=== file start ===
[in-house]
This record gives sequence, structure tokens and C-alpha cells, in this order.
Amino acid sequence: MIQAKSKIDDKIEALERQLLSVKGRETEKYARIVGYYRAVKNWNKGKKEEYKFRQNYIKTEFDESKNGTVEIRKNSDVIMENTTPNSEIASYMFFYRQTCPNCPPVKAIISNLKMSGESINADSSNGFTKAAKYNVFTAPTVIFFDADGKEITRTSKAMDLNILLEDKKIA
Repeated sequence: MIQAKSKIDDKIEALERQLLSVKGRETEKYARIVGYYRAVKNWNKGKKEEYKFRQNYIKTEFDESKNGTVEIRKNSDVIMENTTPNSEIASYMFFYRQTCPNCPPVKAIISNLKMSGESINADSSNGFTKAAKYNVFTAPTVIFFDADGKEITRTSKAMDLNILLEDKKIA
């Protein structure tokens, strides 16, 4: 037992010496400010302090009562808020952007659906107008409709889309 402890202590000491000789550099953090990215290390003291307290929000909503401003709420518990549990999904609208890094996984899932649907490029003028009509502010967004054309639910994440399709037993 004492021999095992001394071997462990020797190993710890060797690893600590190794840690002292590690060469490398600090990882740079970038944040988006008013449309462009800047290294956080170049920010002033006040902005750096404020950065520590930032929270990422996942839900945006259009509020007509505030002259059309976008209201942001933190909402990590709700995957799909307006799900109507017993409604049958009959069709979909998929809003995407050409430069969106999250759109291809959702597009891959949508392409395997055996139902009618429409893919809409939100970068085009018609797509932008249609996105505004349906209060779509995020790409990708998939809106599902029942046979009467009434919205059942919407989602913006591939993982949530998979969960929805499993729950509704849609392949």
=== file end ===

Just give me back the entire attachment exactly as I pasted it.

[in-house]
This record gives sequence, structure tokens and C-alpha cells, in this order.
Amino acid sequence: MIQAKSKIDDKIEALERQLLSVKGRETEKYARIVGYYRAVKNWNKGKKEEYKFRQNYIKTEFDESKNGTVEIRKNSDVIMENTTPNSEIASYMFFYRQTCPNCPPVKAIISNLKMSGESINADSSNGFTKAAKYNVFTAPTVIFFDADGKEITRTSKAMDLNILLEDKKIA
Repeated sequence: MIQAKSKIDDKIEALERQLLSVKGRETEKYARIVGYYRAVKNWNKGKKEEYKFRQNYIKTEFDESKNGTVEIRKNSDVIMENTTPNSEIASYMFFYRQTCPNCPPVKAIISNLKMSGESINADSSNGFTKAAKYNVFTAPTVIFFDADGKEITRTSKAMDLNILLEDKKIA
């Protein structure tokens, strides 16, 4: 037992010496400010302090009562808020952007659906107008409709889309 402890202590000491000789550099953090990215290390003291307290929000909503401003709420518990549990999904609208890094996984899932649907490029003028009509502010967004054309639910994440399709037993 004492021999095992001394071997462990020797190993710890060797690893600590190794840690002292590690060469490398600090990882740079970038944040988006008013449309462009800047290294956080170049920010002033006040902005750096404020950065520590930032929270990422996942839900945006259009509020007509505030002259059309976008209201942001933190909402990590709700995957799909307006799900109507017993409604049958009959069709979909998929809003995407050409430069969106999250759109291809959702597009891959949508392409395997055996139902009618429409893919809409939100970068085009018609797509932008249609996105505004349906209060779509995020790409990708998939809106599902029942046979009467009434919205059942919407989602913006591939993982949530998979969960929805499993729950509704849609392949």